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Yad Vashem Monastir. The Story of a Sephardic Community in Macedonia

Monastir (Bitola), Southern Serbia, Yugoslavia (today Macedonia)


"An ancient Jewish town with no Jews – the fires of Treblinka consumed them all..." Shlomo Alboher

On the eve of the German invasion of Yugoslavia, 810 Jewish families – 3,351 people – lived in Monastir (Bitola), a vibrant, ancient Sephardic-Jewish community with a flourishing Zionist movement in the interwar period.

On 11 March 1943 (4 Adar Bet, 5703) the Jews of Monastir, together with the entire Jewish population of Macedonia (some 7,350 people in total), were taken by soldiers, police and Bulgarian officials to Skopje, the capital of Macedonia, where they were held at the local “Monopol” tobacco factory under the most terrible conditions.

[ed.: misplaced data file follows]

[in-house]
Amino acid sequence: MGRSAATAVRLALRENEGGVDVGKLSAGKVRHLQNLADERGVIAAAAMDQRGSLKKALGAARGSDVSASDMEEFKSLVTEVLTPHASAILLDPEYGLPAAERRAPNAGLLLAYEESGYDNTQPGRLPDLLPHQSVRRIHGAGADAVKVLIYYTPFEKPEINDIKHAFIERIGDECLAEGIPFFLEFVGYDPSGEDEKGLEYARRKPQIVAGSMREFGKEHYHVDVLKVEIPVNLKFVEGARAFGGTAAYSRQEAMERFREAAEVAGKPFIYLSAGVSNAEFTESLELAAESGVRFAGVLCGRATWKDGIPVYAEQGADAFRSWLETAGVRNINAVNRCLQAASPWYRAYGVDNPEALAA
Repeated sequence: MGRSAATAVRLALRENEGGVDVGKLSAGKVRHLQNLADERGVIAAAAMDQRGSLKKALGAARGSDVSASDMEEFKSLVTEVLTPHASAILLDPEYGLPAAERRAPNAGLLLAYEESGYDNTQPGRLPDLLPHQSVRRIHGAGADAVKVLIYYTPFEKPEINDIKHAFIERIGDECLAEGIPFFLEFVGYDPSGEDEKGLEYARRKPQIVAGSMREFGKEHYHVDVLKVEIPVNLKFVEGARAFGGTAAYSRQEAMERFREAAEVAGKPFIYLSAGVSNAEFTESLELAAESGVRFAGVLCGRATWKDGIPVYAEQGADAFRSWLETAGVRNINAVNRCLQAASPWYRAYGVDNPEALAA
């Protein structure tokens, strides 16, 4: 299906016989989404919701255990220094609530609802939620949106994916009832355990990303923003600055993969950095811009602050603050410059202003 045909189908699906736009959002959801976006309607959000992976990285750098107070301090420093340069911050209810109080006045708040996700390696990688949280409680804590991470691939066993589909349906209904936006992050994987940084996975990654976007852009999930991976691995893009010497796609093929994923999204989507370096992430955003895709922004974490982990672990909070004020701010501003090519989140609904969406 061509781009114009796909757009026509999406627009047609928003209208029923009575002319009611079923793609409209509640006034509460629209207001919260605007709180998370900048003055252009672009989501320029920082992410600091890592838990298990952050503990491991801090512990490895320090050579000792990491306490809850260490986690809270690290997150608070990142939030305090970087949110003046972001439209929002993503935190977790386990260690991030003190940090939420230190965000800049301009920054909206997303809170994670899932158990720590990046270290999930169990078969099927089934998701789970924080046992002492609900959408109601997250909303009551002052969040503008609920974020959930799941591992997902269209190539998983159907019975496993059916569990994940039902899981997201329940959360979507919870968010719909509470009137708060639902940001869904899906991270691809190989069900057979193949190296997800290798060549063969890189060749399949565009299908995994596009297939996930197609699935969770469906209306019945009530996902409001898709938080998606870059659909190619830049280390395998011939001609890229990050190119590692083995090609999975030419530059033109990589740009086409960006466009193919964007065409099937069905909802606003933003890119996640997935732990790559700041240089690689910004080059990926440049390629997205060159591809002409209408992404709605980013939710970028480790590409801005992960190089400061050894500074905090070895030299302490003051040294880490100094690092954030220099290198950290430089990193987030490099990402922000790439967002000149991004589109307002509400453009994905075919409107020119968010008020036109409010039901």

After a week-and-a-half, on Shushan Purim, 22 March 1943 (15 Adar Bet), cattle cars left Monastir. Inside was the first transport of Macedonian Jews from “Monopol,” bound for the Treblinka death camp in Poland. In the days that followed, on 25 and 29 March, additional transports departed all for the same destination – Treblinka.

From the 3,276 Jews of Monastir held at “Monopol,” all of them Yugoslav citizens, only five managed to escape. In addition, three Jews were released by the Bulgarians. A number of Jews had fled before 11 March to Greece in the hope of being rescued, but almost all of them died at Auschwitz. A few dozen young Jewish men and women from Monastir joined the partisans and fought in the different units; some of them were killed in battle, few survived.

This is the story of the community of Monastir.

The online exhibition was made possible through the generous support of:

Conference on Jewish Material Claims Against Germany

The Conference on Jewish Material Claims Against Germany works to secure compensation and restitution for survivors of the Holocaust.

Since 1951, the Claims Conference - working in partnership with the State of Israel - has negotiated for and distributed payments from Germany, Austria, other governments, and certain industry; recovered unclaimed German Jewish property; and funded programs to assist the neediest Jewish victims of Nazism.